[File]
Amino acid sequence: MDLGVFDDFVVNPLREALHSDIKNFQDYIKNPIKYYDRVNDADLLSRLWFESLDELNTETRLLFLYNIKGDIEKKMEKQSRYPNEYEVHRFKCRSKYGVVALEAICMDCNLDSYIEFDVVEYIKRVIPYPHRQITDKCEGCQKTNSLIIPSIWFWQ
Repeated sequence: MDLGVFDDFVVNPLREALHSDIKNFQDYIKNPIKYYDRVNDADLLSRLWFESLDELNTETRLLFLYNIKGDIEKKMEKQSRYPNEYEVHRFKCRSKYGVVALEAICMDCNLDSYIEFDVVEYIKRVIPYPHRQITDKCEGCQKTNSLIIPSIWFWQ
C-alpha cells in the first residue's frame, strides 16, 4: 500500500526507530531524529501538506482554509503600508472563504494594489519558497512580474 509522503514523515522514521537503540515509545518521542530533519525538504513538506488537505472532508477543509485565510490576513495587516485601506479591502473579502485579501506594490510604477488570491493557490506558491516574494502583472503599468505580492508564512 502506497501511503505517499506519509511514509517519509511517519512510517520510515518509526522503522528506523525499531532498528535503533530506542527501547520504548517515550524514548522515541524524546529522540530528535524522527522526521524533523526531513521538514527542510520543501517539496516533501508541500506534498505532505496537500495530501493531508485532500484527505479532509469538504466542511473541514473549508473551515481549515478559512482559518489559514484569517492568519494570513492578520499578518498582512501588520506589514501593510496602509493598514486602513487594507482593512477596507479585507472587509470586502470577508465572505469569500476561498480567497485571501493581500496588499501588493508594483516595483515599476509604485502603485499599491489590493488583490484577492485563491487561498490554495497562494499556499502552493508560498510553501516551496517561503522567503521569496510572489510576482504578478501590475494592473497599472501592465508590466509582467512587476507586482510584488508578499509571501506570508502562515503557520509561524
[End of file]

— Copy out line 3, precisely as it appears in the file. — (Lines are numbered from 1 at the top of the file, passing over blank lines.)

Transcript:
C-alpha cells in the first residue's frame, strides 16, 4: 500500500526507530531524529501538506482554509503600508472563504494594489519558497512580474 509522503514523515522514521537503540515509545518521542530533519525538504513538506488537505472532508477543509485565510490576513495587516485601506479591502473579502485579501506594490510604477488570491493557490506558491516574494502583472503599468505580492508564512 502506497501511503505517499506519509511514509517519509511517519512510517520510515518509526522503522528506523525499531532498528535503533530506542527501547520504548517515550524514548522515541524524546529522540530528535524522527522526521524533523526531513521538514527542510520543501517539496516533501508541500506534498505532505496537500495530501493531508485532500484527505479532509469538504466542511473541514473549508473551515481549515478559512482559518489559514484569517492568519494570513492578520499578518498582512501588520506589514501593510496602509493598514486602513487594507482593512477596507479585507472587509470586502470577508465572505469569500476561498480567497485571501493581500496588499501588493508594483516595483515599476509604485502603485499599491489590493488583490484577492485563491487561498490554495497562494499556499502552493508560498510553501516551496517561503522567503521569496510572489510576482504578478501590475494592473497599472501592465508590466509582467512587476507586482510584488508578499509571501506570508502562515503557520509561524